Default Rates. You can see all the stats on existing LendingClub loans here. Up to this point, I have only investing in top-grade “A” loans. Out of 332 A loans, only 2 have been late since they started in June 2007. That’s a 0.6% late rate, with no defaults yet. Across all their loans, they have had a default rate of less than 3%. This includes a few loans that were of slightly lower quality than their current minimum requirements.
Looking at the overall late and default rates as compared to credit grades, it would appear the “sweet spot” is currently B and C grade loans. However, I personally still like minimal risk and plan on sticking mainly to A grade loans.
Finally, it is interesting to note that out of the $23 million of issued loans, there was also $199 million of “declined” loans. I’m not sure if this is due to rejection by LendingClub, or simply prospective lenders deciding that the loans were unsatisfactory. It also could be due to a lack of funds by lenders, so only the “best” loans were funded.
Eligibility. After the SEC filing, you must now meet certain minimum income and net worth requirements. You must also be a resident of on these 25 states (new states are added as they are approved):
California, Colorado, Connecticut, Delaware, Florida, Georgia, Hawaii, Idaho, Illinois, Louisiana, Minnesota, Mississippi, Montana, New Hampshire, Nevada, New York, Rhode Island, South Carolina, South Dakota, Utah, Virginia, Washington, Wisconsin, West Virginia, and Wyoming.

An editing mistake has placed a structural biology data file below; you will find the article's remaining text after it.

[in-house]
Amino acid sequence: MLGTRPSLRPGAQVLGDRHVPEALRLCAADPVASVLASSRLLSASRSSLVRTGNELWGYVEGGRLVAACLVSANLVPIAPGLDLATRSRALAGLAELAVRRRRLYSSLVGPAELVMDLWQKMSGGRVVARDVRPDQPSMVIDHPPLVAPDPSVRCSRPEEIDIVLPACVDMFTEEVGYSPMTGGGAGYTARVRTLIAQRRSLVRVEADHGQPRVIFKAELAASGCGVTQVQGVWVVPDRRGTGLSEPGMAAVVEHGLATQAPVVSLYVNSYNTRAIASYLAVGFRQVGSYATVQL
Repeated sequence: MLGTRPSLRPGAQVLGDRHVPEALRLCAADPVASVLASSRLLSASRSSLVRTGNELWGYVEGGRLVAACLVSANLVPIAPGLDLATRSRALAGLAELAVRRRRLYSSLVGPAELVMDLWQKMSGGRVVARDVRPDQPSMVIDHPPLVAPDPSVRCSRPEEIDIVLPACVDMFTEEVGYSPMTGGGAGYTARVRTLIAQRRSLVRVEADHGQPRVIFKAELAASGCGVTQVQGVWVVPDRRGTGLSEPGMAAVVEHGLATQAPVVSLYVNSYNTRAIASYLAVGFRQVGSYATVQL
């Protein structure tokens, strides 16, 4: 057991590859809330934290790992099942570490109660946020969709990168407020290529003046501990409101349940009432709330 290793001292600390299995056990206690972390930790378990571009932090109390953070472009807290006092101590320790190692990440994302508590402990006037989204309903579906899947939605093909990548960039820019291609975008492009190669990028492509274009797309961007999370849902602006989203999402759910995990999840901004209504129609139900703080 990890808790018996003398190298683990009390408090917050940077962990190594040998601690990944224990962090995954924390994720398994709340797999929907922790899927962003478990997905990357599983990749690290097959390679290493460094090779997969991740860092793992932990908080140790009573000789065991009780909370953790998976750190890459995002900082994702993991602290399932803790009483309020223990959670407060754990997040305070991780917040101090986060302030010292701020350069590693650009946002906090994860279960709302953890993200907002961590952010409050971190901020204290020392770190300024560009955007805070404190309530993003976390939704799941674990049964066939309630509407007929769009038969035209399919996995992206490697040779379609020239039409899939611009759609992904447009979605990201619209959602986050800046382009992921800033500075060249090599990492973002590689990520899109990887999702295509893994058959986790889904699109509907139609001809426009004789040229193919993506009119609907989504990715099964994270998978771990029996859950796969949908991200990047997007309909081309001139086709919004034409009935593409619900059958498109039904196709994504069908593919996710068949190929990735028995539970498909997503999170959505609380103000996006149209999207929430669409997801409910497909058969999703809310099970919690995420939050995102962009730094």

Liquidity. All loans you take on can now be sold on a secondary market at FOLIOfn, so if you need your money back it is possible. As an existing lender, I had to fill out some additional information, but my application was approved in a day and I can now view a listing of loans that people want to sell. FOLIOfn charges the seller a 1% trading fee.
Fees. Lenders pay a 1% service charge on all interest payments. Due to reasons that I haven’t worked out, this reduces the APR by less than 1%.
In general, my use of LendingClub has been limited to some experimental investing. I like the idea and I like trying out new financial services, but as I mentioned, I’m also very risk-averse. My loans have to have an A-grade (I choose them myself and don’t use LendingMatch). Also, they have to outline a clear plan for repayment. My main problem so far is a lack of such high quality loans. I’ve only funded about 8 loans so far, but the volume seems to be picking up. I’ve been earning about 7% (8% minus fees) with no lates or defaults. The movement of money back and forth between my bank is smooth, just like with an online bank. I only wish there was an “instant funding” feature, as I don’t like to keep idle cash sitting there, but I like the ability to fund attractive loans quickly before they fill up.
In fact, although I usually don’t care about this sort of thing, yesterday I used their loan map mashup and actually found a loan by a local store that I have shopped at before. After reading it over, I am now moving some funds in to help fund that loan. Should be interesting.
How are your experiences with Lending Club?